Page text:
Quoted on MoneyGeek.com on Should You Pay Off Your Mortgage or Invest in the Market?

Recently the personal finance website MoneyGeek asked me to answer some questions related to paying off your mortgage. Following are my responses.

Pay off Your Mortgage or Invest:

Question: Did the data from the study surprise you? (The study claimed paying down your mortgage was a better investment strategy than putting that money into the stock market). Why is it they think paying down a mortgage outperformed the S&P 500?

My response: The data did surprise me, but the study does say that the study is not complete. It says, “Our initial analysis above doesn’t factor in the impact of taxes.” The tax benefit of mortgage deductibility is substantial. The tax savings can be used to invest in the stock market. There are too many variables for anyone to use this article as a guide, and further, when looking at planning your financial future, you need to be looking forward, not back. The past is not necessarily a predictor of the future.

Question 2: Many people do a mix of both (pay down their mortgage and invest in stocks). One reason I can think of is that it’s good to have some liquid investments, even if those liquid investments are at the whim of the stock market. Is there a good middle-of-the-road option that financial advisors would recommend? That is, for the extra funds that you have coming in (after emergency fund, retirement matches, etc., would you devote 80% to the mortgage and 20% to the stock market?

My response: Paying down your mortgage is a “feel good” strategy. It feels really good to see your equity go up, and your debt go down. However, investing in the market as opposed to paying off your mortgage has some advantages. First, it gives you liquidity to take advantage of opportunities or for emergencies. Also, having funds in a brokerage account will help you get a new mortgage (lenders like borrowers to have cash reserves). In addition, with money in a brokerage account, you can move it from one investment to another, to take advantage of market opportunities. Finally, if you build up enough of a balance you can pull money out of your brokerage account and buy a rental property, and now you have steady passive income.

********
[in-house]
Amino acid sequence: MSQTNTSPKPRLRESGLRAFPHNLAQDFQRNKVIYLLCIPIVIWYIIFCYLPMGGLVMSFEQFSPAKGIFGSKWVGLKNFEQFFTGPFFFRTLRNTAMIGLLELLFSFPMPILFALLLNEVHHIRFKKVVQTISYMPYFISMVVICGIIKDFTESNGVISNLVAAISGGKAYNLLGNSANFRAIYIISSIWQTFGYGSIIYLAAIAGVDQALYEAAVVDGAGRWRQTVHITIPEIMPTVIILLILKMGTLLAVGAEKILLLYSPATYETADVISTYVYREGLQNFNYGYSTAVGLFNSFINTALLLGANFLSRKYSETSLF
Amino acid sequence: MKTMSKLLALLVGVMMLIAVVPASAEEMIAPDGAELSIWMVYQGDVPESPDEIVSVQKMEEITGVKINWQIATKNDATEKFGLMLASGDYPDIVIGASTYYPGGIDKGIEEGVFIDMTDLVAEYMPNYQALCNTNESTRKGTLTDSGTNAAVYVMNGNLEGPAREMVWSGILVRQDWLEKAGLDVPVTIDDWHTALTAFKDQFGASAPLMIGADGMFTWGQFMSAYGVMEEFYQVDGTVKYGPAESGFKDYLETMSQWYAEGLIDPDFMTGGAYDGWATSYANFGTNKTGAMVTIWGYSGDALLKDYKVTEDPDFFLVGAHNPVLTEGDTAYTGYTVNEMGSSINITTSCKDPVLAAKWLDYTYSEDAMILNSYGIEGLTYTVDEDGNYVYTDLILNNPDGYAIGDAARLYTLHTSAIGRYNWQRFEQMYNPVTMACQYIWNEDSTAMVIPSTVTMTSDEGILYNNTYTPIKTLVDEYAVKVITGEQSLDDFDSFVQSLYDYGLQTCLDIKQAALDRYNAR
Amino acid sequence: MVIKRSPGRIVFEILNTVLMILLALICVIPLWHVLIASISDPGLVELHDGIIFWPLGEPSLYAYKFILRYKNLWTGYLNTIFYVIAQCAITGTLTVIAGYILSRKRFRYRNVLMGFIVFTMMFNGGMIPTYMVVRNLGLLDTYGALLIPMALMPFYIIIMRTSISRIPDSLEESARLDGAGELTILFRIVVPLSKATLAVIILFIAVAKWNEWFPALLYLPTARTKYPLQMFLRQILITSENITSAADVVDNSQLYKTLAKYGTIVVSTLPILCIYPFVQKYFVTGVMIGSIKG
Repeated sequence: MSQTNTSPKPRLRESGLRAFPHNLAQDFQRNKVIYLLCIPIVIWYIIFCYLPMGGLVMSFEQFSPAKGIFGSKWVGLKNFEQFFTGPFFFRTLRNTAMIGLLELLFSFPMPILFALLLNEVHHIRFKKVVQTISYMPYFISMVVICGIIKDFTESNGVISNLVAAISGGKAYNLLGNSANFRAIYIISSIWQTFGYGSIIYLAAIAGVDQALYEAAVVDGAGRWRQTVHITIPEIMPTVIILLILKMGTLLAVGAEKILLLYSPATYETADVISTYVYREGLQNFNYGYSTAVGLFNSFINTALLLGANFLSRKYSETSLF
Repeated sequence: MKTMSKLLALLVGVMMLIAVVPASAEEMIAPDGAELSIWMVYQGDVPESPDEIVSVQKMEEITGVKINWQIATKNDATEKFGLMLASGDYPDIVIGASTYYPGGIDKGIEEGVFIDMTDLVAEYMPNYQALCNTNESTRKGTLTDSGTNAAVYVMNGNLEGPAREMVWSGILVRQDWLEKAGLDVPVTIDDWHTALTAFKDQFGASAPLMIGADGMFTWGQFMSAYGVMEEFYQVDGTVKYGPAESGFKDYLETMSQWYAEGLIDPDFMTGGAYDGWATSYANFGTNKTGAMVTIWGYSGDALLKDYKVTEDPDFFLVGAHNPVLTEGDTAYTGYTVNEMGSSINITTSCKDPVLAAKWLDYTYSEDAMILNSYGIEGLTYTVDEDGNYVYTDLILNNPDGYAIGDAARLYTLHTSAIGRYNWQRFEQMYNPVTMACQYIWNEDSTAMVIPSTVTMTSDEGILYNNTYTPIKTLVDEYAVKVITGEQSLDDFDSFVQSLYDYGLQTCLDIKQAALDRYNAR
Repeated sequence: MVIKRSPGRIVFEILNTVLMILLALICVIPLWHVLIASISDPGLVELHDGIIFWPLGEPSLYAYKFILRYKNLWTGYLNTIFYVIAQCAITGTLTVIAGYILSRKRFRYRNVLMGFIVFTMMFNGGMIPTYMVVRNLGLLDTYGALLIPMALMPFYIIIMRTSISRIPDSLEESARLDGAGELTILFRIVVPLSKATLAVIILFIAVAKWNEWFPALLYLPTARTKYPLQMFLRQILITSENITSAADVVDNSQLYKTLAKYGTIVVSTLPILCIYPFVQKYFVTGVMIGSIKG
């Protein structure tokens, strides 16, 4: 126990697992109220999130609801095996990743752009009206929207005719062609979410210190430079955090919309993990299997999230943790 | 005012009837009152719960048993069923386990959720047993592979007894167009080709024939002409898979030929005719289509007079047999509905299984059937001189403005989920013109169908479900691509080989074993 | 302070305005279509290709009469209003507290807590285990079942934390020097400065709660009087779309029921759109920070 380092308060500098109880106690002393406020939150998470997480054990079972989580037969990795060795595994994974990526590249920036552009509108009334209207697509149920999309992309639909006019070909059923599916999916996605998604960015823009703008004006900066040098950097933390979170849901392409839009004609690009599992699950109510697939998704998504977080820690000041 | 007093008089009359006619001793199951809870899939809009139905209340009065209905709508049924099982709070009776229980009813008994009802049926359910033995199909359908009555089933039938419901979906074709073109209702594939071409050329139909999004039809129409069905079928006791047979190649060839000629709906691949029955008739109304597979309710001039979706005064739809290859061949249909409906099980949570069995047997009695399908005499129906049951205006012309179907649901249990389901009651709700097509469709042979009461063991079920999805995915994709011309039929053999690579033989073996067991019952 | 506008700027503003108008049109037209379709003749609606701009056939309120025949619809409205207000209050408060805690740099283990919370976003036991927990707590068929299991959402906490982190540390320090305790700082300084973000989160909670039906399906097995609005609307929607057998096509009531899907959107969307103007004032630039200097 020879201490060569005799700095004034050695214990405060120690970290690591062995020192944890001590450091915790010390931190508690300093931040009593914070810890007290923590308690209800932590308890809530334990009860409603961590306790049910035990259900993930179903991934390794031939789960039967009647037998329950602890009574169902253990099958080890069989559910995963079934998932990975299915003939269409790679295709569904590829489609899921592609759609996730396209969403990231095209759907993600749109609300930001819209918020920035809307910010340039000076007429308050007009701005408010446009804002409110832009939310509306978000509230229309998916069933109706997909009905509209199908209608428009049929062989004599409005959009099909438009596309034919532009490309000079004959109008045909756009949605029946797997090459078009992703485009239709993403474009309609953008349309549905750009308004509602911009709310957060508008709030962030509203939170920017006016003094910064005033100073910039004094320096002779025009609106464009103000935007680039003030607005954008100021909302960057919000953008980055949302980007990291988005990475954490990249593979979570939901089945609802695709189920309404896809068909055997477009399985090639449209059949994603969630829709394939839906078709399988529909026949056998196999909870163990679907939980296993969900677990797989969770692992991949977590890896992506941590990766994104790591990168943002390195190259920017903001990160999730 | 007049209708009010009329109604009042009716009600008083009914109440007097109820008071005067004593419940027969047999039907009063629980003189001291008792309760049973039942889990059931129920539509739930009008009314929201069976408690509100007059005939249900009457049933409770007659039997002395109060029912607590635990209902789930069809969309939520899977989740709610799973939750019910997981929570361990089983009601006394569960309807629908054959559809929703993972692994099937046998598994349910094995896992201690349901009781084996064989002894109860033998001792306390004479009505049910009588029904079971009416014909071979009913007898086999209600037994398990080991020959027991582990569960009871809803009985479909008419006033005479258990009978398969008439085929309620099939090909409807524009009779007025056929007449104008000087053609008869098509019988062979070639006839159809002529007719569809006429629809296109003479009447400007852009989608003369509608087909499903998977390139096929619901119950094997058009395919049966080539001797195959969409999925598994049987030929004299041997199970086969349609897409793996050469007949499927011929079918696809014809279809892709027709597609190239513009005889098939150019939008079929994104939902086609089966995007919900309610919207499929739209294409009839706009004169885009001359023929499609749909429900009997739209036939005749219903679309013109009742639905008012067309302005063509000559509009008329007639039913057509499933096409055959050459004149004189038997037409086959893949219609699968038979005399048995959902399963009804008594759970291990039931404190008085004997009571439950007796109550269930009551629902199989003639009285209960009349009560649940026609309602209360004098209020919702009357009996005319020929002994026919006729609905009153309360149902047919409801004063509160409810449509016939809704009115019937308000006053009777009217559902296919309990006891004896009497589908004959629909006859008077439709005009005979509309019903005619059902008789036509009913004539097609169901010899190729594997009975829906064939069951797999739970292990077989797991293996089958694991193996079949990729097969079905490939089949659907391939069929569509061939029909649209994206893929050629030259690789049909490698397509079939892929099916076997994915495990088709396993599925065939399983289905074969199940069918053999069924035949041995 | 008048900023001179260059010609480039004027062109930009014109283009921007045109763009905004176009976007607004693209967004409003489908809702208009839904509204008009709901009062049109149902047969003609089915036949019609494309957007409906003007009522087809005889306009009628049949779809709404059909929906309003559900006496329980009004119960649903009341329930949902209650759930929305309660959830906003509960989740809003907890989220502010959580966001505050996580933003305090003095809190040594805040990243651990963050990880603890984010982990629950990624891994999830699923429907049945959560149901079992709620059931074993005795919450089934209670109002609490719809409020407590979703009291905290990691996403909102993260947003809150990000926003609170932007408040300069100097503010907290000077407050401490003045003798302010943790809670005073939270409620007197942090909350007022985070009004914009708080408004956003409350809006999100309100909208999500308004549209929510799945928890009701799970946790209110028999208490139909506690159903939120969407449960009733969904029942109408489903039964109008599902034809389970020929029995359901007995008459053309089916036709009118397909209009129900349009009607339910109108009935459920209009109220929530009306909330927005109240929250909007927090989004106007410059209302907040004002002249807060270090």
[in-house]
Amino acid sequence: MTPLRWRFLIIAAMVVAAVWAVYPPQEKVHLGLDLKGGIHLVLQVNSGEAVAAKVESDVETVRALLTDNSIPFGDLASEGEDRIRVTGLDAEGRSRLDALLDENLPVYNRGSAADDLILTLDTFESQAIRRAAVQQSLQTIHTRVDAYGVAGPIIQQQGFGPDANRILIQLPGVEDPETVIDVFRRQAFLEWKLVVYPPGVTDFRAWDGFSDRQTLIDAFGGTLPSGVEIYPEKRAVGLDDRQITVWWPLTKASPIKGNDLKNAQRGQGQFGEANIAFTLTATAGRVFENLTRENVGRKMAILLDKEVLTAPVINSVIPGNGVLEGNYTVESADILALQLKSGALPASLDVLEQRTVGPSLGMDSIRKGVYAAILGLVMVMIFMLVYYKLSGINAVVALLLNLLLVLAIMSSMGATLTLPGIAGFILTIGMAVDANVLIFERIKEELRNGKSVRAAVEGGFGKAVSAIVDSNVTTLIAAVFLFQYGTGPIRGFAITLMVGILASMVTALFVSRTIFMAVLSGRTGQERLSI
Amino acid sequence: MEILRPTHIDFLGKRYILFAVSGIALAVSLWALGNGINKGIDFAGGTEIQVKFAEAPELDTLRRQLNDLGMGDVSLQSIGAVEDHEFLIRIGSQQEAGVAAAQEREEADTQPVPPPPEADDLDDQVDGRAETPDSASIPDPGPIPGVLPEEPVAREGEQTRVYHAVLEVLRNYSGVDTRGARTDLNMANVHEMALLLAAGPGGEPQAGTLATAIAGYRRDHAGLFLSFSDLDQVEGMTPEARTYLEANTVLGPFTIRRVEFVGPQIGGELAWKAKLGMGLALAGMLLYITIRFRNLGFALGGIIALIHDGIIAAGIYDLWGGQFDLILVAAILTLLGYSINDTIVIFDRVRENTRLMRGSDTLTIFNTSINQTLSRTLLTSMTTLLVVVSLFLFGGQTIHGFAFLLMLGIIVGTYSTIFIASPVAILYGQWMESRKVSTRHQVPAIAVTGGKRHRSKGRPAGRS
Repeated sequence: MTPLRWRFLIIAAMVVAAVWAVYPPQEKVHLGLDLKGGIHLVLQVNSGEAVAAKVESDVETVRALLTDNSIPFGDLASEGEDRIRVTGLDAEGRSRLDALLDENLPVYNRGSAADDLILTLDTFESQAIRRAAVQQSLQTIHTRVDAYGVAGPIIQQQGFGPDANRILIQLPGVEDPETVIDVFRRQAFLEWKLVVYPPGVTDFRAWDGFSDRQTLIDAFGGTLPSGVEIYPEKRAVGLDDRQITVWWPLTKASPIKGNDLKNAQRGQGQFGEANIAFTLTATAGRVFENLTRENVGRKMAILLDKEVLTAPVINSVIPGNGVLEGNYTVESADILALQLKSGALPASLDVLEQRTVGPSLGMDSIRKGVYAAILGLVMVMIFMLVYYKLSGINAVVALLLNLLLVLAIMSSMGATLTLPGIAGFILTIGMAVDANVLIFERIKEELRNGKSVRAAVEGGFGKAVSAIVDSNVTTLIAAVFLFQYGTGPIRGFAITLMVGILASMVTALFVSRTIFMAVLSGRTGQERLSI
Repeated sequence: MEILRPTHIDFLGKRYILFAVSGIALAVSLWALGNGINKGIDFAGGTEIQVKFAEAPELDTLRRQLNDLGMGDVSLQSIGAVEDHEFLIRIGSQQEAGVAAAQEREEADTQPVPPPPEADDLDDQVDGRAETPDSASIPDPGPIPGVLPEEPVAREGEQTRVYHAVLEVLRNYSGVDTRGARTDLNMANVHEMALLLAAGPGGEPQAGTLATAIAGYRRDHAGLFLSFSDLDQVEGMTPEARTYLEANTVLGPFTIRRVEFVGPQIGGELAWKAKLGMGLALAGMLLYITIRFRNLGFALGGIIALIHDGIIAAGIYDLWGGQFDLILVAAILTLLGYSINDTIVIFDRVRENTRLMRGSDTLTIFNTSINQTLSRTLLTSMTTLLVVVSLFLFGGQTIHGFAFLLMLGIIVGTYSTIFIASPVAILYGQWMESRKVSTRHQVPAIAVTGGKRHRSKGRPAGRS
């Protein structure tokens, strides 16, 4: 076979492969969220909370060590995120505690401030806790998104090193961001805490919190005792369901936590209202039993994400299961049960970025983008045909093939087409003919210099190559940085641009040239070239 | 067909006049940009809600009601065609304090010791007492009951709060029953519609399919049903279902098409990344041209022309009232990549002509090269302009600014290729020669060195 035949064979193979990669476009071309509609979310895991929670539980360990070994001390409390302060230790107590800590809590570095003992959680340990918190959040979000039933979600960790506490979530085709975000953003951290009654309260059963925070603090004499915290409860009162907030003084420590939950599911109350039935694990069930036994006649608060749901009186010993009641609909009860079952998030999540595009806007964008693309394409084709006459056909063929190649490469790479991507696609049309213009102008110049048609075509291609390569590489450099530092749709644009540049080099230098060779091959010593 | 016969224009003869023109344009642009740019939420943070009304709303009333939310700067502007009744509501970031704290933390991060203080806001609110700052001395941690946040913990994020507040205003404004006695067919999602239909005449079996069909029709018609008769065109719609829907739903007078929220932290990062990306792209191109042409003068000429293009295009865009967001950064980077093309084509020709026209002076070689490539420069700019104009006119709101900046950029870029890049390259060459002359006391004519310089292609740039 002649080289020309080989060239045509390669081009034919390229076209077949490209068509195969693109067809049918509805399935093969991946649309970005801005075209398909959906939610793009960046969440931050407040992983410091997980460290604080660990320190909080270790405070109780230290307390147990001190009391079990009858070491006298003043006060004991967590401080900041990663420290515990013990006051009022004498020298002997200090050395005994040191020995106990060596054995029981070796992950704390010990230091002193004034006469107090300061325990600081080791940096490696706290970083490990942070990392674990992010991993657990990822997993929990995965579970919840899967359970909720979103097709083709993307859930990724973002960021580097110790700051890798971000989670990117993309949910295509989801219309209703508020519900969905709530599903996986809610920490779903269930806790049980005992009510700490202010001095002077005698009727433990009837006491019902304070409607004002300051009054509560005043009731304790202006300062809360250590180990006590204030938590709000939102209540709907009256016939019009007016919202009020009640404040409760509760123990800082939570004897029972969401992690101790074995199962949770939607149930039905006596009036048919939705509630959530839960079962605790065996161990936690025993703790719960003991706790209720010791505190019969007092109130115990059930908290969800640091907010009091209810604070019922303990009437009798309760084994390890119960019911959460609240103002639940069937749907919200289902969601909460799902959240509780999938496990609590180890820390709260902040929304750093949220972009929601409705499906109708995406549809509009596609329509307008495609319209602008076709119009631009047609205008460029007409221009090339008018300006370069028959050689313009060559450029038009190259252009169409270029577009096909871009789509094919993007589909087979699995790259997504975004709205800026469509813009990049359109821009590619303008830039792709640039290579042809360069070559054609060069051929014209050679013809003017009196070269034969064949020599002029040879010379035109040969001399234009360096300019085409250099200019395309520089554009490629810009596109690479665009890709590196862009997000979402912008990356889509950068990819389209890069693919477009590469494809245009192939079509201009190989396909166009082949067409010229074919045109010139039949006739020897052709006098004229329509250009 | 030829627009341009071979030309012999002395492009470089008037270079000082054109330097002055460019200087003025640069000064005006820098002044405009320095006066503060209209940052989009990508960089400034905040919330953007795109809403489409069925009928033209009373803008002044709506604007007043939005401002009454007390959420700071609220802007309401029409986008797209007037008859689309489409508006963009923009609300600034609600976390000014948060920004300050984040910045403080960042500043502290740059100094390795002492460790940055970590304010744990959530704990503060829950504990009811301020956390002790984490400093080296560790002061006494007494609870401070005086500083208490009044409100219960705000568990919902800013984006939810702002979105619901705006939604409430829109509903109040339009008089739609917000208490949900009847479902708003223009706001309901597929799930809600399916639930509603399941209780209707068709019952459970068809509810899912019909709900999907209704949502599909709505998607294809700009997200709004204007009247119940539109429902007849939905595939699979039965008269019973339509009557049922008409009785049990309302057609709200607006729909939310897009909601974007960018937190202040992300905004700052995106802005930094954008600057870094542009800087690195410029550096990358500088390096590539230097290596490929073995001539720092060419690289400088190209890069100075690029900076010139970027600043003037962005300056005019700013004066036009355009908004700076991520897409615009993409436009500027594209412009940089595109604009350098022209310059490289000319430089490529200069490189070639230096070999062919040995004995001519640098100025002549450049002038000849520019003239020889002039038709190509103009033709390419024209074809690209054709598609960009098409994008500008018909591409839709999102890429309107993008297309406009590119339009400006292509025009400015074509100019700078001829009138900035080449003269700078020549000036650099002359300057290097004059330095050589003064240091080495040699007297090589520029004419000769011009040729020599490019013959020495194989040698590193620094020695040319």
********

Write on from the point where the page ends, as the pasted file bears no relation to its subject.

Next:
Question 3: What do you think of new real estate investment opportunities like Fundrise? Might they offer good returns, and could they be a good chance for those who aren’t homeowners or don’t see homeownership in their near future to see the same ROI as those with mortgages?

My response: These new real estate investment opportunities like Fundrise are great because they allow an average person to participate with other small investors in major real estate projects, which in theory should provide more opportunity and lower risk. However, real estate is a long-term investment. You make the most money if you can hold onto the investment over many years, because just like the stock market, the real estate market goes in cycles. So, whether you buy a house, buy rental properties, buy real estate stocks, or put money into funds like Fundrise, invest continually and hold you position for a long time, to build wealth.

You can see the original post at: https://www.moneygeek.com/mortgage/pay-off-your-mortgage-or-invest/#expert=michael-manahan

The study referenced in Question 1 can be found at: https://www.moneygeek.com/mortgage/pay-off-your-mortgage-or-invest/